Many thanks to Graeme Parfitt for providing this information
BRIEF HISTORY OF THE MURRAYS BAY RESIDENTS ASSOCIATION AND OUTRAM HALL
On 6th November 1940 a meeting was held to consider the purchase of a section in Murrays Bay for a public hall.
On 19th December 1940 the rules and regulations for the Murrays Bay Progressive Association were agreed to. The rules were duly signed on the 27th of February 1941. The Registrar of Incorporated Societies issued the Certificate of Incorporation dated 1st April 1941.
On the 2nd July 1941 the executive wrote to Mr. Horspool who owned a section adjacent to the Tairorahi Stream asking him if he would sell it for a public hall.
On the 11th August 1941 Mr. Horspool wrote back and said yes he would sell it subject to two conditions
1) £50 cash for the section; and
2) any public hall would have to be named Outram Hall as Outram was his middle name and Outram came from his great uncle Sir James or General Outram. (His picture is in the hall). I believe he fought in India.
On the 11th August 1941 the association wrote to Mr. Horspool accepting his offer to purchase the section.
The public hall building was costed to be erected for £275. (I know this included all materials but not how much labour as much, if not all the building, was carried out at working bees). Nine people are mentioned as having been involved in 4 months of solid hard work.
The hall was opened on Easter Saturday 23rd March 1942. The hall was two floors with the main hall and a supper room below. There was no internal access way between the two. That night the celebrations were a card evening.
Throughout 1942 dances were held in the hall every weekend. The dances were attended by young people from all the bays even though there were few roads and Beach Road, the main road, was marginally better than a trail with gravel on it.
Two interesting features were the lack of any works carried out in Murrays Bay due to the war and that the association could not arrange a meeting with the local riding member of the Waitemata City Council which was the local authority. This authority covered all of west and north Auckland up to Warkworth and Helensville and had its headquarters in Greys Avenue in Auckland City.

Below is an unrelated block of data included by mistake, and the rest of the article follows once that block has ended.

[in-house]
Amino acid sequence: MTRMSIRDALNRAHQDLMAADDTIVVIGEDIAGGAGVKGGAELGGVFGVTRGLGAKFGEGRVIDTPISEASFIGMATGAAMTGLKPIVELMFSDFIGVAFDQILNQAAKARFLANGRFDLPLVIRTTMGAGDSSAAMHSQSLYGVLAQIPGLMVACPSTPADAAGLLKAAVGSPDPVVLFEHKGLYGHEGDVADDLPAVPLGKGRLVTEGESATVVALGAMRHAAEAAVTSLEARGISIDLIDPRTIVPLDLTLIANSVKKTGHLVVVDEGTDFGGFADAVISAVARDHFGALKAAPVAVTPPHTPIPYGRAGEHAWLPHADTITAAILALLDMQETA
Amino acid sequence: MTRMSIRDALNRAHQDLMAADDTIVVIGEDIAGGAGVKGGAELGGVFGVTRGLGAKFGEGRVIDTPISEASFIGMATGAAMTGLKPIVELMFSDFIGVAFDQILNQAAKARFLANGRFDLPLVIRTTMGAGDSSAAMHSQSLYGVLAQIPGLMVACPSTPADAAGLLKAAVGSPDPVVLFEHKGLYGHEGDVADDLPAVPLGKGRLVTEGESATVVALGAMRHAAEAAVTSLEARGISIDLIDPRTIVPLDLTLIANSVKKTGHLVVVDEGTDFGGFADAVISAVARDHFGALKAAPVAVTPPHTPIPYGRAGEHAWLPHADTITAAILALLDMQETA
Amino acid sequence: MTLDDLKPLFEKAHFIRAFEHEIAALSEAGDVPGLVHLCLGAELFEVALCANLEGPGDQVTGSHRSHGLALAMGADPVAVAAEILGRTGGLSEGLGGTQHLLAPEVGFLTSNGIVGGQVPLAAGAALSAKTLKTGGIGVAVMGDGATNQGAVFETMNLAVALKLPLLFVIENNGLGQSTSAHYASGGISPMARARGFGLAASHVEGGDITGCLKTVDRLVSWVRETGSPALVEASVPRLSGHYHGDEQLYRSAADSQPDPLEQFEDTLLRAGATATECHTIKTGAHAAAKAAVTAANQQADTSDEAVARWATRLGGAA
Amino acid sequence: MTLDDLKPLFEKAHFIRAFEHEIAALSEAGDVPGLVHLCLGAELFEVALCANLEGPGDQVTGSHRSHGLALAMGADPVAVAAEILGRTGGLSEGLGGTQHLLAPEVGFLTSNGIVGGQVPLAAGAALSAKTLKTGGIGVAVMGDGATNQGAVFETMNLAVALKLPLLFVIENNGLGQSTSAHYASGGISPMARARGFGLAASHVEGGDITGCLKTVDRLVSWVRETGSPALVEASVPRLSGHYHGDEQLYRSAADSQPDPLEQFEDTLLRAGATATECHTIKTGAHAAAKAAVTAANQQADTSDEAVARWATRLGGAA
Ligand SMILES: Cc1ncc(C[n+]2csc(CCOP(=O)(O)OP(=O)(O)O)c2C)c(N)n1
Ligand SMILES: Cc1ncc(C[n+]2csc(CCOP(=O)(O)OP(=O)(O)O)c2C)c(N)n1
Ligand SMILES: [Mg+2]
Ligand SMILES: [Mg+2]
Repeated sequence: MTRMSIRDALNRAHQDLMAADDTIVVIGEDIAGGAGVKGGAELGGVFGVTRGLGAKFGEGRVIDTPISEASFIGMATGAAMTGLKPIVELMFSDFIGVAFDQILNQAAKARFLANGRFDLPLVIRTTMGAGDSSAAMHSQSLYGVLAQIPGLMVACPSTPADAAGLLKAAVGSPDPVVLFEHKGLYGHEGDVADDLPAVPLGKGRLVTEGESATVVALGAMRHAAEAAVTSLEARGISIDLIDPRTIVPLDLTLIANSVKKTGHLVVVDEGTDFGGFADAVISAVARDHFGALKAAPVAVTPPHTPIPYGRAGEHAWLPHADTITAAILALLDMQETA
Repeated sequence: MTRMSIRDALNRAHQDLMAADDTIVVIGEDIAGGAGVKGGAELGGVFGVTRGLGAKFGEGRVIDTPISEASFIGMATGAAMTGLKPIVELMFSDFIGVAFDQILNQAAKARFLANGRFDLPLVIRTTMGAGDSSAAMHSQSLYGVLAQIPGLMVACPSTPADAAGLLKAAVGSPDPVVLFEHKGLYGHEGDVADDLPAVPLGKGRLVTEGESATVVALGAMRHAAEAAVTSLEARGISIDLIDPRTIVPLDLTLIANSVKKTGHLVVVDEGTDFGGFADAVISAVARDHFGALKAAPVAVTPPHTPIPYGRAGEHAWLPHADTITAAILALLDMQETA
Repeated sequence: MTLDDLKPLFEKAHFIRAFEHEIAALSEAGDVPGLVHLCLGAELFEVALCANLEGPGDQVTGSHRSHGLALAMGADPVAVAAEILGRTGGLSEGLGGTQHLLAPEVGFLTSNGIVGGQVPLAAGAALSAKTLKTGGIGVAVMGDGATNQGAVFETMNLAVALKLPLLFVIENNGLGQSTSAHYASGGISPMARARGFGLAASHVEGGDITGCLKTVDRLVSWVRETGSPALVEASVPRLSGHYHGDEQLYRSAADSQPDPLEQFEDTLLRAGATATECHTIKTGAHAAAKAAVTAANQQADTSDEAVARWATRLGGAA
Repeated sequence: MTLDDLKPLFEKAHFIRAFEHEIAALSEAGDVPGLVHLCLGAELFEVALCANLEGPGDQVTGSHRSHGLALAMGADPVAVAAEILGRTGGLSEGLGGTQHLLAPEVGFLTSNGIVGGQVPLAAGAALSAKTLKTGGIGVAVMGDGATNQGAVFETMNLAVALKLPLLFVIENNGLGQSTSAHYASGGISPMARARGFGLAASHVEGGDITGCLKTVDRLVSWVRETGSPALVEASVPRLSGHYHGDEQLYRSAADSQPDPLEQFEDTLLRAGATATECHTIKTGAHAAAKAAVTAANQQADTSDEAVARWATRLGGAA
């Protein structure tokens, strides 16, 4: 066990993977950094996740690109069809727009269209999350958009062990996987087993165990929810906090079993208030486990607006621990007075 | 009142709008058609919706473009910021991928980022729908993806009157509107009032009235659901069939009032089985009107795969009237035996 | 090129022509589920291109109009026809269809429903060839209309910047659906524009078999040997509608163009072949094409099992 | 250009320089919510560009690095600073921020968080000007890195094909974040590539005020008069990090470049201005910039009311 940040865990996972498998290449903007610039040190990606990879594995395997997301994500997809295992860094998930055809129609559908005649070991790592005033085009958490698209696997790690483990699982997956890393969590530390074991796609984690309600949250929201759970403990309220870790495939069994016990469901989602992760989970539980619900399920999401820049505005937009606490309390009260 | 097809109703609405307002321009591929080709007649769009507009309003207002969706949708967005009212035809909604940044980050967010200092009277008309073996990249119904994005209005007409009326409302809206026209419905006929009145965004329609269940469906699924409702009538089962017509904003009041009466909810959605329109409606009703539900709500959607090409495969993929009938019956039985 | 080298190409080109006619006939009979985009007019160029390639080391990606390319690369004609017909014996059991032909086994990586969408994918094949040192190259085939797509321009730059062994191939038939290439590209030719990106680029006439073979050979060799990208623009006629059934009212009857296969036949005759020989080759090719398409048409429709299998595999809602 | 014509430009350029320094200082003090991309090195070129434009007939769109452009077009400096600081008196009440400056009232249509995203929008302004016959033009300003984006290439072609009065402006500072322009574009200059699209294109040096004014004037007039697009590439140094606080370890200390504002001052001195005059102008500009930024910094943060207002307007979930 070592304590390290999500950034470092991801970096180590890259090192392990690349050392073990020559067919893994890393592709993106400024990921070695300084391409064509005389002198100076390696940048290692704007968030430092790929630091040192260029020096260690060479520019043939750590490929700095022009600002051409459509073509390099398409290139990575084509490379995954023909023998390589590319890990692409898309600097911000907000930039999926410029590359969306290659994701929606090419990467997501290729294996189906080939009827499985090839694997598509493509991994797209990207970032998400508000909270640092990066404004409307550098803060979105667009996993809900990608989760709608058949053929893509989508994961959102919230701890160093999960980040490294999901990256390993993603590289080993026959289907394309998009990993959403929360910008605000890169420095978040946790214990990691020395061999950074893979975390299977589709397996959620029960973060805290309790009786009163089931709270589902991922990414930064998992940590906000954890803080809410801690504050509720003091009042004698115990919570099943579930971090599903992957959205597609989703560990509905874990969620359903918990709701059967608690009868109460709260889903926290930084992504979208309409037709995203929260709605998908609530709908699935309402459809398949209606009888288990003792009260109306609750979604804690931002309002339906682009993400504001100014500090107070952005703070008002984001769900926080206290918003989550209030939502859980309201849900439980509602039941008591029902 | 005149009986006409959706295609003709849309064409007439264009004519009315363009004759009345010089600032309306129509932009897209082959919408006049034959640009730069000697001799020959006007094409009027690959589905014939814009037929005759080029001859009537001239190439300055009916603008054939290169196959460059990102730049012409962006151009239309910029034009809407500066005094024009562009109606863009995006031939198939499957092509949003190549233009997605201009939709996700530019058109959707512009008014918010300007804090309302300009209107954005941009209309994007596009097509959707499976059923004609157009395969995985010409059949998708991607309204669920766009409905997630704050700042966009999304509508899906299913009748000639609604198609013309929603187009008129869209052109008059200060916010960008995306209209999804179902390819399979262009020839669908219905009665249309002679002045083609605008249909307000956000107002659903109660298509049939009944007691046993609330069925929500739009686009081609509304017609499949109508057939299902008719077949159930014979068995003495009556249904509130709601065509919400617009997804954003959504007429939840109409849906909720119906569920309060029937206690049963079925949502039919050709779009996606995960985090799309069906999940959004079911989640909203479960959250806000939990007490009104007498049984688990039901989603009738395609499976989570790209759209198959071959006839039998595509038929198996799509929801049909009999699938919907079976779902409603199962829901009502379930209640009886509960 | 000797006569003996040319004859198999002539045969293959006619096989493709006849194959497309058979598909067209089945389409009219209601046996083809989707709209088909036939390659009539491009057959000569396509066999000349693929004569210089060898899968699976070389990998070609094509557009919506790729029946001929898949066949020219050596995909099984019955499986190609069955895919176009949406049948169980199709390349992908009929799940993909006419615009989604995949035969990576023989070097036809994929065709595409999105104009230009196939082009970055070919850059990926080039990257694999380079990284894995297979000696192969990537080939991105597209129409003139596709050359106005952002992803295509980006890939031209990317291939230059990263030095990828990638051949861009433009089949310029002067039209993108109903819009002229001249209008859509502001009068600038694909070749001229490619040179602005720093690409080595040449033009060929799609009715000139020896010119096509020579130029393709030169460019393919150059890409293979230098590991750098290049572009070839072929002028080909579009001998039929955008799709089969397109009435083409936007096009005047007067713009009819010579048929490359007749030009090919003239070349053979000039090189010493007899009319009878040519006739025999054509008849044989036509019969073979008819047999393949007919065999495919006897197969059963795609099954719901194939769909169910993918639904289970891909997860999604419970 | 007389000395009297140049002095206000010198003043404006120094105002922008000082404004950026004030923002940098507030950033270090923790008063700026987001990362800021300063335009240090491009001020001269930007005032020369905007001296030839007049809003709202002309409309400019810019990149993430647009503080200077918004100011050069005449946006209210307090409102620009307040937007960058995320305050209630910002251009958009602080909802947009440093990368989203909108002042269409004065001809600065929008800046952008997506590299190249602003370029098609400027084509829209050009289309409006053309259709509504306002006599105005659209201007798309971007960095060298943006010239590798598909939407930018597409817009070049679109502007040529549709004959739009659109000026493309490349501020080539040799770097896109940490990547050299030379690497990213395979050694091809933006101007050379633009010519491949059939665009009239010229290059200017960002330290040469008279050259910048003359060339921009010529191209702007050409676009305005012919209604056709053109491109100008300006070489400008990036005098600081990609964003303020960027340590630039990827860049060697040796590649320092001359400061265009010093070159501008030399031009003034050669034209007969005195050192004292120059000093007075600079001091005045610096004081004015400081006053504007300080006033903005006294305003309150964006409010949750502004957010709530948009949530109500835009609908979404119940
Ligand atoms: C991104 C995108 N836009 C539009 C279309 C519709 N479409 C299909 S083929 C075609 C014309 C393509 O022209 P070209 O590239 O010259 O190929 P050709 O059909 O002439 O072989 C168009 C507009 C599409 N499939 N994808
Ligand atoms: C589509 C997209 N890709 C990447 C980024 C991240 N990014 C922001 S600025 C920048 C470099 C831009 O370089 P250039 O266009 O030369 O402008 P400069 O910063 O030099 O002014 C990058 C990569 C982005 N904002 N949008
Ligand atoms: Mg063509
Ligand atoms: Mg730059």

The association also lodged a complaint with the Council that the night soil contractor was performing his duty in an unsatisfactory manner i.e. leaving full bins behind and also spilling the contents of the bins.
On the 15th September 1942 the committee applied to the Food Control Authority for tea and sugar coupons so that these could be purchased for social evenings. They were granted 11b tea and 31b sugar per month.
In 1946 the country library service was set up in the Hall.
The association had 90 members. There were regular Saturday night dances, card evenings, indoor bowls (6th July 1947 formed), the library opened, a Plunket clinic started up and games evenings for young people were popular.
In 1949 the committee approved £750 for Hall extensions. These were completed in 1950 and involved extending the Hall and adding a stage area and a kitchen and dressing room on the lower level. An internal stairway was provided at the side of the hall. To pay for the building of the extension a loan for £750.00 was taken out in 1951. The terms were repayable on the 14th February 1956, interest at 5.5% (4.5% if paid within 14 days). Early payment at the rate of £100 or multiples of that was possible. These additions were officially opened on the 30th May 1950.
By 1951 in addition to those using the Hall detailed above the Hall was being used by St. Johns Ambulance, Play Centre, Country Women’s Institute, table tennis and the Baptist and Catholic Churches. The total membership was 102 members which was over 50% of the population of Murrays Bay. The Coasters Table Tennis club who used the Hall as their clubroom was the Auckland Champion Club for much of the 1970’s. With the new table tennis centre in Auckland the Club closed.